for those with high exposure to “non-self” human leukocyte antigens (HLAs). Exposure may come through blood transfusions, previous transplantation or even pregnancy, when the mother is exposed to the father’s antigens, which are expressed in the cells of the developing baby. The immune system is then “sensitized” to those antigens – primed with antibodies to attack, even if the antigens arrive in the form of a potentially life-saving donated organ.
Stanley C. Jordan, M.D., medical director of Renal Transplantation and Transplant Immunology at Cedars-Sinai’s Center for Liver and Kidney Diseases and Transplantation, pioneered in the late 1980s the use of intravenous immunoglobulin (IVIG) as a way to reduce organ rejection among highly sensitized individuals. After undergoing years of experiments and clinical trials, IVIG became a fully accepted, Medicare-approved therapy in 2004 when it was found effective in a multi-center study partly funded by the National Institutes of Health.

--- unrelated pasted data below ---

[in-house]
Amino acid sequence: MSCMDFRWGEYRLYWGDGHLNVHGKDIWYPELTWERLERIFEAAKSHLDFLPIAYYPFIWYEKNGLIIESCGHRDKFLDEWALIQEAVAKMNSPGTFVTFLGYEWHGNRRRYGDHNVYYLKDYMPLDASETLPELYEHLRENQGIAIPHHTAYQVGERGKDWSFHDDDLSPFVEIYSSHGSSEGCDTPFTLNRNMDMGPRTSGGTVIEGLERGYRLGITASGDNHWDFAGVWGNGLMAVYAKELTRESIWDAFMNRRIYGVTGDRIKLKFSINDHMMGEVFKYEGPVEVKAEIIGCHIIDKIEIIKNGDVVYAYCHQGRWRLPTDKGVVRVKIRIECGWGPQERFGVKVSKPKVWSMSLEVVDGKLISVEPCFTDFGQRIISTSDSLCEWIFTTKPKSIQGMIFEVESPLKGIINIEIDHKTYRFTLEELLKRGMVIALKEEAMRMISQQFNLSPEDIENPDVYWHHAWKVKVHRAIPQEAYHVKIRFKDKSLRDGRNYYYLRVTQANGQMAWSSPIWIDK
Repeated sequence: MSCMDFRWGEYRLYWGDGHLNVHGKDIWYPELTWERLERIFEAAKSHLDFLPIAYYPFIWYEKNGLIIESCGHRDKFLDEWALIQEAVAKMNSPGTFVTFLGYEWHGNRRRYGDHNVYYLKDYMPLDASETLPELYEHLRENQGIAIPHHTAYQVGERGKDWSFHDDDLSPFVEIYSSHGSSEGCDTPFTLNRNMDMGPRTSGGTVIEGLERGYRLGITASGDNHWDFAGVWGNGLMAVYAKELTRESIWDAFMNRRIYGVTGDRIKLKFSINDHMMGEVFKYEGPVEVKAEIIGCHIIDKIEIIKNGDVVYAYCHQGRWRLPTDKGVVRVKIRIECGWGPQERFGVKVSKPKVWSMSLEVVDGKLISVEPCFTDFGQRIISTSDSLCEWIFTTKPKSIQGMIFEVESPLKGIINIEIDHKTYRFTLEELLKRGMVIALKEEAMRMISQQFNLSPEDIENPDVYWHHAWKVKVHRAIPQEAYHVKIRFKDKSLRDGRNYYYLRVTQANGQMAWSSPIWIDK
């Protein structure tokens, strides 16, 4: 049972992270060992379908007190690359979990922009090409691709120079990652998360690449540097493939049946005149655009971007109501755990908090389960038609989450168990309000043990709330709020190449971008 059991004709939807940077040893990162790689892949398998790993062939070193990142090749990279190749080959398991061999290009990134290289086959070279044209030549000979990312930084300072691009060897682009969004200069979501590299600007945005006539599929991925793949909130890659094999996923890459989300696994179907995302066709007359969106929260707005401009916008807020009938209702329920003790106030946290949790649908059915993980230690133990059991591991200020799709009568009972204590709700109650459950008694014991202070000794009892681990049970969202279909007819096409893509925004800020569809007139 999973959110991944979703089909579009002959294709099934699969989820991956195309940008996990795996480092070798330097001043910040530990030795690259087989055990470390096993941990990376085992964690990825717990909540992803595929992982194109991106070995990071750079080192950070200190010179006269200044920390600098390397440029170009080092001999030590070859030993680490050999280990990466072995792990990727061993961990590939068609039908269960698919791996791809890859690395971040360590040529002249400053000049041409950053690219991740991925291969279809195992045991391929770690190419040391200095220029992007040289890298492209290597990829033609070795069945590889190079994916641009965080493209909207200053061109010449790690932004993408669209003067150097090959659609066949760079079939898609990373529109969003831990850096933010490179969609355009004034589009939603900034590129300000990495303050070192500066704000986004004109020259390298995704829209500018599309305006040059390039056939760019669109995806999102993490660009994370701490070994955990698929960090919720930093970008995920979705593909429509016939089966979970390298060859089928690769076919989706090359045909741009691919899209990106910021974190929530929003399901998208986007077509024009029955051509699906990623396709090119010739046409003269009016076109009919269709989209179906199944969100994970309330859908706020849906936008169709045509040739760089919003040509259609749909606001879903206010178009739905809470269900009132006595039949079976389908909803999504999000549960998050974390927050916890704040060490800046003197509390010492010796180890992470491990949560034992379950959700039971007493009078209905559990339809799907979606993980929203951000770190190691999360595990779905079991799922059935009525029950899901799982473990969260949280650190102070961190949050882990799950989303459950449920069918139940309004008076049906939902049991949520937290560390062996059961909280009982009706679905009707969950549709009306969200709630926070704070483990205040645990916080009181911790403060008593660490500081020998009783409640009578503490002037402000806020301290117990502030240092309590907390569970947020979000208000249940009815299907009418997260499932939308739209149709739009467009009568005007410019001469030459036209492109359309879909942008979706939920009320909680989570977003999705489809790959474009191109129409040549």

IVIG modulates the immune system without suppressing it. In fact, says Jordan, the therapy actually boosts the immune system because the antibodies found in IVIG help fend off infections. For most of their highly sensitized patients today, IVIG therapy is combined with a new drug, Rituxan?, which brings treatment time down from about four months to one before transplantation, and the therapy can be used in both living-donor or cadaver-donor transplants.
Soraya says it may have been three or four months from the time she learned about IVIG and called Cedars-Sinai to the day of the operation. During that time her mother underwent many tests to make sure that she was as able a donor as she was willing.
“It seemed like it all happened very quickly,” Soraya says. “My mother and I went to Cedars-Sinai fairly soon after I talked to them and they tested both of us and said, ‘We can do something for you.’ I just remember thinking, you’ve got to be kiddiPage: 1 2 3 4 Related medicine news :1
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